case,
 you wouldn't want to rotate the system UI before launching your window
 anyway...

Interestingly, Chrome Apps is experimenting that: delaying showing new
window until the first paint happens to prevent a white flash. It is
only an experiment because there is the problem of the window not
showing for a long time if the first paint takes a long time to happen.
I think doing that on mobile would be easier because there is usually
one window showing at a time so the user would understand that the app
is being loaded. I'm a bit digressing though.

--
Mounir



Re: Browser search API

2013-12-02 Thread Mounir Lamouri
Hi,

I am not sure that telling the webpage what the user is currently trying
to search is a great idea. However, if a webpage wants its own find in
page UI I guess a simple solution would be to do something similar to
the Forms Validation UI: a 'findinpage' event could be fired on the
document when the user initiates a find in page and the page would be
able to call .preventDefault() on the event in order to show its own UI.

It could look like:
window.document.addEventListener('findinpage', function(e) {
  e.preventDefault();
  var find = createFindInPageUI();
  find.focus();
});

--
Mounir

On Sat, Nov 30, 2013, at 15:40, Mitar wrote:
 Hi!
 
 Is there already any proposal for browser search API for searching
 over displayed web pages? So that a webapp could know when user is
 searching with a browser interface. I am imagining something where
 browser would send an event with search string content whenever user
 would modify search pattern. Because searching over the page is part
 of the trusted UI, webapp should not have a way to interfere or set
 search string content, but webapp should still know when searching is
 happening.
 
 This would be really useful for assuring search works as expected for
 webapps which work with rich and special content. For example, Google
 Docs would not have to hijack search shortcut to provide their own
 search. And it would still work when user starts searching by enabling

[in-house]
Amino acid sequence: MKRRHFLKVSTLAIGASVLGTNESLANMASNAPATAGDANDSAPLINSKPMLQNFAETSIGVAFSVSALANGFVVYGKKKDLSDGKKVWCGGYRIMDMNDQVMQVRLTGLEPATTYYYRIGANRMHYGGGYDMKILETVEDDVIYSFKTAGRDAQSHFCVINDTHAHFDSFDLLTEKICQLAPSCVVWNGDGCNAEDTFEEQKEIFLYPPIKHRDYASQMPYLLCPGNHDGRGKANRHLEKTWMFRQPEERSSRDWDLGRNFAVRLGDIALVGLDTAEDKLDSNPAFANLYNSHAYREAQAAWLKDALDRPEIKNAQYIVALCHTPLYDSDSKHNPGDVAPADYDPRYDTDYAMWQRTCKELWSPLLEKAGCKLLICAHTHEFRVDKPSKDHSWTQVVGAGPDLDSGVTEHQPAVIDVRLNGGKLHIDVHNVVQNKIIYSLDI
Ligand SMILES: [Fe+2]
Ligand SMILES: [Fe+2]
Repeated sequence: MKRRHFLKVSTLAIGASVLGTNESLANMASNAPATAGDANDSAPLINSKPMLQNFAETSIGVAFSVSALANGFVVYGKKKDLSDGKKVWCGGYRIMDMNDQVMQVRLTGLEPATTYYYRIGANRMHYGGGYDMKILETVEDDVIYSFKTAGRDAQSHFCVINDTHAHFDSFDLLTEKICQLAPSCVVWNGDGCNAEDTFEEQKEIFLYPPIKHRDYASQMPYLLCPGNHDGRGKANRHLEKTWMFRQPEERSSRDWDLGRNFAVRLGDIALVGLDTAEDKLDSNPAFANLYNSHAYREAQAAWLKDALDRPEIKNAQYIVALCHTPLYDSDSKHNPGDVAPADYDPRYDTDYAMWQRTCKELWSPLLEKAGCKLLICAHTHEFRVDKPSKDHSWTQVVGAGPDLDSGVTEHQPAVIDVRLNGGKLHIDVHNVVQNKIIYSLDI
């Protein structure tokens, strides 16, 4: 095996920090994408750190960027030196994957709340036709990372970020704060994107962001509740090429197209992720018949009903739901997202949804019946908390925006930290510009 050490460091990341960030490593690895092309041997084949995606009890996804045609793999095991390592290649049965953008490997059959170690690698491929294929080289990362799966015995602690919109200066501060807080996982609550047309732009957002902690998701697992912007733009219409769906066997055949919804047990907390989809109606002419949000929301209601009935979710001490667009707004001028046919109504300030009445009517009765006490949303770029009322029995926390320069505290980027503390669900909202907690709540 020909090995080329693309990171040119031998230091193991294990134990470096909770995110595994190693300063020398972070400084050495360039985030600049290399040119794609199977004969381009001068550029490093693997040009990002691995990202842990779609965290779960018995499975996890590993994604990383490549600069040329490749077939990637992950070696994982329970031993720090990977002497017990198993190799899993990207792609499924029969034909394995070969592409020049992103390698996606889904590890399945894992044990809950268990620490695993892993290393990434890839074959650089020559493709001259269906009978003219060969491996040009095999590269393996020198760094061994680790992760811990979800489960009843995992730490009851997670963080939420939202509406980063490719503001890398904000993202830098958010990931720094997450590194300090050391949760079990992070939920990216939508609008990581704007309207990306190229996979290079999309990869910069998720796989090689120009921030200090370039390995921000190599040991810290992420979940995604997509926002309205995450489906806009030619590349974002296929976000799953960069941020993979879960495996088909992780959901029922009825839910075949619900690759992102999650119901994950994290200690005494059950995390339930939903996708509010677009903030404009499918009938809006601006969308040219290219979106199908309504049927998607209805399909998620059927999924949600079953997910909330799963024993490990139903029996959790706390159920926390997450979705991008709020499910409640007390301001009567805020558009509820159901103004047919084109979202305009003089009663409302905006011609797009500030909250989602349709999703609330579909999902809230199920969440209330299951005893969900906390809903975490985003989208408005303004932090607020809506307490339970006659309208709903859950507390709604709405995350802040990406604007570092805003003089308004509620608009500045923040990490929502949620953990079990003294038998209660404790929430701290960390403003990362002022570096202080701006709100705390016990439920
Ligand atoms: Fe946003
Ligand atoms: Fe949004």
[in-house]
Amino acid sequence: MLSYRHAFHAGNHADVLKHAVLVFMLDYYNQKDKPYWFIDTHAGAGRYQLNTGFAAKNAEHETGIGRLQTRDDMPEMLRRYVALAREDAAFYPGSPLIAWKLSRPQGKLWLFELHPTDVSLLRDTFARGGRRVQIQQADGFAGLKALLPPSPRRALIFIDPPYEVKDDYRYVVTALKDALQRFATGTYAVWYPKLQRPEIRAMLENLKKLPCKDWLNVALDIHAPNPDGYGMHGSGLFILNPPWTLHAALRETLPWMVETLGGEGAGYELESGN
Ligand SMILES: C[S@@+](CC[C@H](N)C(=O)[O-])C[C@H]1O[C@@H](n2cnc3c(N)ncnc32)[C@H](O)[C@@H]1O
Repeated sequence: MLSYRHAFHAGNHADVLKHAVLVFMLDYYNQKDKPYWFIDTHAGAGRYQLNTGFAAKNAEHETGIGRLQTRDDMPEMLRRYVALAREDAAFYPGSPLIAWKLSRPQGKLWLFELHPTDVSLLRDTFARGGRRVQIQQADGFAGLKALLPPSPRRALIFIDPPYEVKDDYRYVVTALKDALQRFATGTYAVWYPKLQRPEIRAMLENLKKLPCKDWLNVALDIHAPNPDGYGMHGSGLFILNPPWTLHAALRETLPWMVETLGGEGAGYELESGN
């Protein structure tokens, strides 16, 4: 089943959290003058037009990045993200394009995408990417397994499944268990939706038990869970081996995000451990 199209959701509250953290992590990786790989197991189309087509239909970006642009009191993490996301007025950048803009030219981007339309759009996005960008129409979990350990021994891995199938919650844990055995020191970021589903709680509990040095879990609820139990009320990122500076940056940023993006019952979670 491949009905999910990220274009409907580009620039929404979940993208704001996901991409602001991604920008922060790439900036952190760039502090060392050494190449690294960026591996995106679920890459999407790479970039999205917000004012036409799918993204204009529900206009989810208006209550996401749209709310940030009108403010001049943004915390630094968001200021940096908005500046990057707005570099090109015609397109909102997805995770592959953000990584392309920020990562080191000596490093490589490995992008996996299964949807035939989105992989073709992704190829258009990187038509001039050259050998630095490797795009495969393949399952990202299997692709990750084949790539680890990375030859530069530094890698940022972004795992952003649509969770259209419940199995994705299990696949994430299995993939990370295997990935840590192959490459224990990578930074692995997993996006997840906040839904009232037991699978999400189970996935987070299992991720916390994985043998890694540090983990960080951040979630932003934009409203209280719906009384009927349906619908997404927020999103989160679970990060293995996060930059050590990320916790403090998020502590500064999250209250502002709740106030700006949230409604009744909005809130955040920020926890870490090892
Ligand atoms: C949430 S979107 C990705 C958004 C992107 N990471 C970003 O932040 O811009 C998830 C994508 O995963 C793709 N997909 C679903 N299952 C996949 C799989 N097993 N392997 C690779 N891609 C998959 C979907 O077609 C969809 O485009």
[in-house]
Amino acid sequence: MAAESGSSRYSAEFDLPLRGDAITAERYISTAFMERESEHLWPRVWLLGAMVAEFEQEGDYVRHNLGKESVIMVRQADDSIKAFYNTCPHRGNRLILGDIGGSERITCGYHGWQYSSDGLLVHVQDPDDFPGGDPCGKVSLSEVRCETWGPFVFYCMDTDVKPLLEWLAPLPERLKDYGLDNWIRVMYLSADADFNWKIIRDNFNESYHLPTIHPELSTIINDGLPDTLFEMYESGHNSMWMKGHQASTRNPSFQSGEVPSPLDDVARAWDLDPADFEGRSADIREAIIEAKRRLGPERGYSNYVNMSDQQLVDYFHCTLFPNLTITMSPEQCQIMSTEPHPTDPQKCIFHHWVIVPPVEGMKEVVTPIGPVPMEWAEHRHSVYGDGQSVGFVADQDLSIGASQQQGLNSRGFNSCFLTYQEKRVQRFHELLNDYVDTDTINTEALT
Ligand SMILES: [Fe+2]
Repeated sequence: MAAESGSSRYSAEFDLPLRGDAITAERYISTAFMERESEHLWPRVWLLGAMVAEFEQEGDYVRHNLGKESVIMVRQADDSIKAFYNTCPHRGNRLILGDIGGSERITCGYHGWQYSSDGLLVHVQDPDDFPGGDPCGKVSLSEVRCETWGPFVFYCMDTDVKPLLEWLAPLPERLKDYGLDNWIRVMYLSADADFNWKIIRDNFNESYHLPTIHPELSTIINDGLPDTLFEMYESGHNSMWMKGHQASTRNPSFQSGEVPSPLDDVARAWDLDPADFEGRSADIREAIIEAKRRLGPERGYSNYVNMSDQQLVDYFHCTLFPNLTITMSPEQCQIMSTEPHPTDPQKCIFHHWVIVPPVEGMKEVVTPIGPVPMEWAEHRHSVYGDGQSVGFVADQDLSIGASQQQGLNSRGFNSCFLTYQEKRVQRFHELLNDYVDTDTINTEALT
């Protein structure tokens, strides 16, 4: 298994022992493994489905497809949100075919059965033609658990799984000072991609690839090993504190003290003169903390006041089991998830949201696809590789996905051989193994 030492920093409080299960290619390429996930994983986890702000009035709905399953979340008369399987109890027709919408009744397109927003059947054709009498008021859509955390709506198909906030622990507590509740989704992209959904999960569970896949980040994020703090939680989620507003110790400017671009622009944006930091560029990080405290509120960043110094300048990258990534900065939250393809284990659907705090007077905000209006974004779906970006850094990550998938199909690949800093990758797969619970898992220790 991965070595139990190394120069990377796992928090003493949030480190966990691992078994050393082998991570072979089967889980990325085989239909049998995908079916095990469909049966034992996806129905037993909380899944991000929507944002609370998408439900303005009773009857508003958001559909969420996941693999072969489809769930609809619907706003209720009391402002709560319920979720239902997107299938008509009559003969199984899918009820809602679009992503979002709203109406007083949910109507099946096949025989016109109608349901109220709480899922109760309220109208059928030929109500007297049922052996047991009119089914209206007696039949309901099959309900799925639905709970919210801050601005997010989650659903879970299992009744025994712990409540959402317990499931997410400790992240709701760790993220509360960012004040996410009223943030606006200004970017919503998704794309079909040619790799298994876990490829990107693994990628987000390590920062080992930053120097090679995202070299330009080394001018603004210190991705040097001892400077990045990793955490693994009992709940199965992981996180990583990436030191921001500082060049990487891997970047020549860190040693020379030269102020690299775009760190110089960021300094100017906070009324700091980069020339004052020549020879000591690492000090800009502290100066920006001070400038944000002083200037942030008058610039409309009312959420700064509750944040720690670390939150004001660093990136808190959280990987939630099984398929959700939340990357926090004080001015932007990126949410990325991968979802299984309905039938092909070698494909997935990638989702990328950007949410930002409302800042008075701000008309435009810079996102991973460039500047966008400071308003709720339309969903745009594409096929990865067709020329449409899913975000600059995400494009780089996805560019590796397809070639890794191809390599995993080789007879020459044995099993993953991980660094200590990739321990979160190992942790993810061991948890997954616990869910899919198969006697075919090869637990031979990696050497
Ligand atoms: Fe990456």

it through browser menu entry and not through keyboard shortcut.
 
 Another example is Mozilla pdf.js, a canvas based PDF rendering
 library for the web. Because all content is rendered as canvas,
 searching is a really unsatisfying experience. Their current approach
 is same as Google Docs, they hijack search keyboard shortcut to
 display their own search. And again, this makes users be confused if
 they start searching through browser menu.
 
 Not to mention that users using mobile devices probably never start
 searching with keyboard shortcut.
 
 So, is there a plan to standardize something like that? A simple event
 which would be send every time user change string he or she is
 searching for, or an empty string if search was cleared or closed.
 Where should I turn to to propose such a standard?
 
 
 Mitar
 
 -- 
 http://mitar.tnode.com/
 https://twitter.com/mitar_m
 
 



Re: Browser search API

2013-12-02 Thread Mounir Lamouri
On Mon, Dec 2, 2013, at 23:27, Boris Zbarsky wrote:
 On 12/2/13 6:42 AM, Mounir Lamouri wrote:
  a 'findinpage' event could be fired on the
  document when the user initiates a find in page and the page would be
  able to call .preventDefault() on the event in order to show its own UI.
 
 I assume with a user option to not fire that event and use the browser's 
 default find impl?

Using a cancel-able event would definitely allow implementations to have
such an option.

This said, I was just throwing an idea here. I am not aware of any
implementers actually interested by that feature.

--
Mounir



Re: New manifest spec - ready for FPWD?

2013-11-28 Thread Mounir Lamouri
On Thu, Nov 28, 2013, at 9:32, Jonathan Bond-Caron wrote:
 On Wed Nov 27 09:20 AM, Mounir Lamouri wrote:
  On Wed, Nov 27, 2013, at 23:59, Jonathan Bond-Caron wrote:
   On Tue Nov 26 04:02 PM, Marcos Caceres wrote:
Over the last few weeks, a few of us folks in the Web Mob IG have
been investigating the use cases and requirements for bookmarking
web apps to home screen. The output of that research  is this living
document:
http://w3c-webmob.github.io/installable-webapps/
   
  
   Would seem useful to add: MAY provide the application version number.
  
  Concept of version on the Web is pretty weak.
  
 
 Depends how you look at the future of applications. Web/http needs to
 evolve, it was built for delivery of information not apps.
 Versioning means there's no need to parse a manifest on every single
 request.

There is no need to parse the manifest on every single request. There
are many caching solutions that would prevent downloading and parsing a
manifest that has not changed. If there is a version specified in the
manifest, it would at best be use as an indication for the user.

Also, reading the version number requires to download and parse the
manifest. Unless you set the version number in an attribute when you
link to the manifest but that would defy the purpose of the manifest
because if you update your version number you will have to change every
single page pointing to your manifest.